First, though, for the not so good news: Currently, it seems a virtual impossibility to reverse severe damage to an injured spinal cord. And when patients pose the question, how long does a spinal contusion take to heal?, they might initially not like the answer.
Indeed, many patients take six to 12 months to recover from severe spinal cord damage, with extended periods of long-term hospitalization and rehabilitation needed for up to six to 12 months.
Ultimately, the severity of a spinal contusion, the time that it takes to recover, and the presence of paralysis all will depend on the location and severity of the origin concussion.
Ready for some good news? Well here it comes; as it turns out, there is indeed hope and help for spinal contusion patients.
In supplying a definitive answer to the question, how long does it take a spinal contusion to heal, the answer can vary from patient to patient. In general, though, the stages of healing can take the following structure:
- The physician will perform an MRI or related diagnostic test to determine the exact nature and severity of the spinal contusion condition. And, if needed, an emergency spinal decompression procedure might be performed to decompress the spinal cord and/or to drain any accumulated blood associated with the diagnosed contusion. This procedure might help the patient avoid prolonged or sustained damage to the spine as a direct result of the contusion.
- The physician will immobilize and stabilize the spine, to assure that no further damage or injury is rendered to the spine as well to assess existing damage. This phase might span from a single day to several weeks, depending on the severity of this particular spine condition.
- The physician will work to control any degree of inflammation and swelling associated with this particular instance of spinal contusion. While inflammation is a fairly customary part of any recovery process, a severe instance of this symptom can hinder one’s recovery time, range of motion, and pain levels. This phase can take anywhere from several days to several weeks.
- The full and true healing process commences. This is the phase in which the patient restructures their spine and reclaims their full range of motion, health and vitality.
So exactly how is this going to happen? Again, and we hate to sound like a broken CD at this point, but this all depends on the variety and the severity of the spinal contusion. In most cases, a regimen of cold therapy will be used to alleviate pain and inflammation, to promote decompression and to relieve pain and instability. This could be accomplished via conventional cold wraps and compresses, or–in more serious cases–via a minimally invasive surgical procedure known as cryotherapy.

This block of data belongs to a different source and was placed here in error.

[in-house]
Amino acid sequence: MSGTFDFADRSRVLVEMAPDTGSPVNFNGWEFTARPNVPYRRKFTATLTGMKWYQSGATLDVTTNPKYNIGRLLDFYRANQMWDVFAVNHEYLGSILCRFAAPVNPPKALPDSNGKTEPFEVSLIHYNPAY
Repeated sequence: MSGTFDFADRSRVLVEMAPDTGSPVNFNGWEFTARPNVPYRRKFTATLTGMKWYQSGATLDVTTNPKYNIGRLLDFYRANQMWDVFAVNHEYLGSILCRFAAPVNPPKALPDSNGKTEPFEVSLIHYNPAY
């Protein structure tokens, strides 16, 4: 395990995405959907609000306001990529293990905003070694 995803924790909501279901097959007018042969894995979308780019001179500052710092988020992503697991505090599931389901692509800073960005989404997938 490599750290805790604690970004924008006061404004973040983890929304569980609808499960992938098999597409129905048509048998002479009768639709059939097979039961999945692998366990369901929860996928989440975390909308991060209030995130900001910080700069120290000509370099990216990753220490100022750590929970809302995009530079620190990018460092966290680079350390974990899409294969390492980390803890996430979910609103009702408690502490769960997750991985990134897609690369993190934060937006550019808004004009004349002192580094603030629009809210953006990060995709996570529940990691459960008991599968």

Basically and essentially, cryotherapy involves the insertion of a probe into the tissue adjoining an afflicted nerve. The nerve is cooled and deadened to relieve pain and reduce inflammation and discomfort; thus helping to heal the spine and restore movement and function. This process involves no narcotics and also is effective post-surgery if a procedure is required for your particular condition.
Other and various methods of treatment are available to help patients successfully deal with and resolve instances of spinal contusion and related orthopedic disorders. A limited regimen of bed rest may be recommended, both to heal and to prevent more extensive injury. Yet this is a limited coping mechanism, as a prolonged session of inactivity actually can worsen just about any orthopedic condition–producing bone loss and weakness. Pain medications also might be prescribed, both in the form of over the counter pain meds such as acetaminophen and nonsteroidal anti-inflammatory drugs and prescribed muscle relaxants and pain medications. These, too, will only be prescribed for short time periods to prevent instances of dependence and medical addiction.
In instances of severe spinal contusions, a cast or back brace may be employed for a limited time period to aid with recovery and stability of the spine in the wake of the contusion condition. A brace can help to prevent excessive or unwanted movements that can cause additional harm to the spine.
Many patients may prefer to undergo massage therapy for spinal contusions and other orthopedic conditions. Massage, when performed thoroughly and professionally, can pack a powerful one-two punch for the orthopedic condition; enhancing the patient’s range of motion and muscular strength while alleviating the depression and tension, exhaustion and discomfort that plague the vast majority of back pain patients. Weekly half-hour massages, performed over a month or so, can do a great deal toward restoring both range of motion and muscular strength–while also performing the equally essential functions of restoring the patient’s peace of mind, relieving their anxiety and reducing their physical, emotional and physiological pain.
Exercise often is another viable option in the treatment of spinal contusions and other orthopedic issues, as physical movement succeeds in building vitality and boosting strength and flexibility. Yet the patient must be careful, however, not to actually worsen this or any back injury through a regimen of rough or overly vigorous exercise. This may not be the time to try–or, for that matter, to resume–that strenuous and excessively vigorous regimen of dance aerobics or heavy weightlifting. Opt instead for a regimen of gentle but effective stretching, as recommended by your physician and/or your exercise therapist or certified personal trainer.
In addition, some doctors may recommend walking, gentle yoga, very light weightlifting, water aerobics, chair aerobics, and rowing exercises to help patients heal and resolve instances of a spinal contusion.